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Board hears concerns over Williamsport development

January 27, 2001

Board hears concerns over Williamsport development



By BOB PARTLOW / Staff Writer


WILLIAMSPORT - Traffic concerns were discussed Saturday morning when members of the Washington County Planning Commission and its staff, accompanied by area residents, checked out a 27-acre site being considered for a housing complex.

R. Lee Downey, who has proposed building a mix of 169 single-family residences, townhouses, apartments and duplexes off Virginia Avenue near the intersection of Interstate 81 and Interstate 70, also was on hand.

Standing at Donelson Drive and Virginia Avenue, which is U.S. 11, resident Harry Meyers talked about the traffic backups that often occur there even now.

"It's highly congested at times," Meyers said. "It's a big bottleneck at times."

He compared trying to get across the road at high-traffic times to "playing Russian roulette."

Downey has had a traffic study done and said he will turn it over to county officials and his consultant soon. Planners said they will study all the traffic issues carefully as they consider the project.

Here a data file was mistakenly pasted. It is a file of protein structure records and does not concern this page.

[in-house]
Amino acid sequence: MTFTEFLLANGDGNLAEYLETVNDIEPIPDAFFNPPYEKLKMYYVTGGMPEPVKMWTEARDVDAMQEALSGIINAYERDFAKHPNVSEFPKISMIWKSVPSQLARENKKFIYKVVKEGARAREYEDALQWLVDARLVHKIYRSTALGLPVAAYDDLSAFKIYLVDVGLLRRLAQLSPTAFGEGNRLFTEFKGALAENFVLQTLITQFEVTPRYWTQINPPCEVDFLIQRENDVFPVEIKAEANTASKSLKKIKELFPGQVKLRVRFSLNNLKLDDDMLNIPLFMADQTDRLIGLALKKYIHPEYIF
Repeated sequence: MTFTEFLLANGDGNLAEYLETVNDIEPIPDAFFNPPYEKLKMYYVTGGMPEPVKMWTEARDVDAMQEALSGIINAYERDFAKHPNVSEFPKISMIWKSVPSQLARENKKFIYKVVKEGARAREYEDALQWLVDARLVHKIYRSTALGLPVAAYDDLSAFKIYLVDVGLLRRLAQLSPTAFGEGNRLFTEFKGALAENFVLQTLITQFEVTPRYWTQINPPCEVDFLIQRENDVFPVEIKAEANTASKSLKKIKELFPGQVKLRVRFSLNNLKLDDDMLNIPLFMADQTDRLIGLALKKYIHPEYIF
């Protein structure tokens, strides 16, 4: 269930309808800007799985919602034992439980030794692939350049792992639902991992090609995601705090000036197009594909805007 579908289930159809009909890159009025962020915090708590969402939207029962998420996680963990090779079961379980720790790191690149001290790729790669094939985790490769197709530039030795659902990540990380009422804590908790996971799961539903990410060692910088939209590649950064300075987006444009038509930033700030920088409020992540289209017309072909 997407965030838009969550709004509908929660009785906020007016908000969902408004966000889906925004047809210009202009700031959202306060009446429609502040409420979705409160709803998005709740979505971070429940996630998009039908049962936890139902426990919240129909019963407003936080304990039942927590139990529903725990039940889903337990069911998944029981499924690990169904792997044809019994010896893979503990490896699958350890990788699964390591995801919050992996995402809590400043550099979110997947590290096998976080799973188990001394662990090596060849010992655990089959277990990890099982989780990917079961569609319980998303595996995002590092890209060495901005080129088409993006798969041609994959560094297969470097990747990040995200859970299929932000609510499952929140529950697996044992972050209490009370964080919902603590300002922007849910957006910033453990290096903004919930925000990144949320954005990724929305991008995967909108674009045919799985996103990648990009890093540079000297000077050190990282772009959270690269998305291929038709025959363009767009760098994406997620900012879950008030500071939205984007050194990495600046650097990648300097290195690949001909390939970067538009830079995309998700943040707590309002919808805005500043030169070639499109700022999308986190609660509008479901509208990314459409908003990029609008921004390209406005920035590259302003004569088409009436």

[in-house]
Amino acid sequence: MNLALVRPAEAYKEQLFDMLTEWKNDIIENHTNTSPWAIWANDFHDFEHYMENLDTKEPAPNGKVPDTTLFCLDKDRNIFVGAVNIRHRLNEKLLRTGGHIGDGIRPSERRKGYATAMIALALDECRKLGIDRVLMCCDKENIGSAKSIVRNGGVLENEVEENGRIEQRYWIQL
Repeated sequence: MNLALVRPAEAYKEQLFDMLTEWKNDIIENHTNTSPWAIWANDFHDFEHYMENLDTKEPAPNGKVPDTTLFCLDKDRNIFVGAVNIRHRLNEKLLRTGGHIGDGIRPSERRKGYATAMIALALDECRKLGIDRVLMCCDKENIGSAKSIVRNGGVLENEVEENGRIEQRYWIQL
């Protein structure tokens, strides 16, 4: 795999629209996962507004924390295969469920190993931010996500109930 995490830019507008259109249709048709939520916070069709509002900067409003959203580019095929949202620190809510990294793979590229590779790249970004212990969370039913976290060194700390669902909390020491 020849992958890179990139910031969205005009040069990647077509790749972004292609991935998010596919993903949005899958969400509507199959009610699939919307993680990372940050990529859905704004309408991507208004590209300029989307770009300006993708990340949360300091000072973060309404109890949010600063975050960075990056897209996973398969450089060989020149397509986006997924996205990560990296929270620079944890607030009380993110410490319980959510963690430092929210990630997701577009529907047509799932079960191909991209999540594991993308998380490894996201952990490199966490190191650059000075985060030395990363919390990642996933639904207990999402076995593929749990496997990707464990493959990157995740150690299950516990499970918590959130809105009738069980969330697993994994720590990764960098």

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Downey noted there is more than one access route to the project, which should ease some of the congestion.

Gary Baker, a resident and a leader of the opposition to the project, said the housing project would add more traffic to an established neighborhood with an increasing number of children.

"We don't want to see anything that creates a race track mentality in the neighborhood," he said.

Other concerns were raised, including how storm water runoff would be handled, and whether roads would have to be widened and repaved for the development. Planners said all those issues will be considered.

As the group toured the neighborhood and proposed development site, it passed numerous yard signs expressing opposition to the project.

"Keep Our Neighborhood Safe. Protect Neighborhood Character," some signs read.

"I don't think we'd have any objection ... if a development came in and didn't change the character of the neighborhood that's been here for 50 years," Baker said. "We feel we need to do something to preserve what people have worked hard to build."

Downey, a former Washington County commissioner, said the project legally could have as many as 300 housing units on the 27 acres. He said he is working hard to address concerns.

"It's a real benefit for people moving into the area where housing is needed," he said. "There is a strong need for young people getting started."

Planning Commission Chairman Paula Lampton called the site visit a "preliminary consultation" and said more discussions will be held before any decisions are made.

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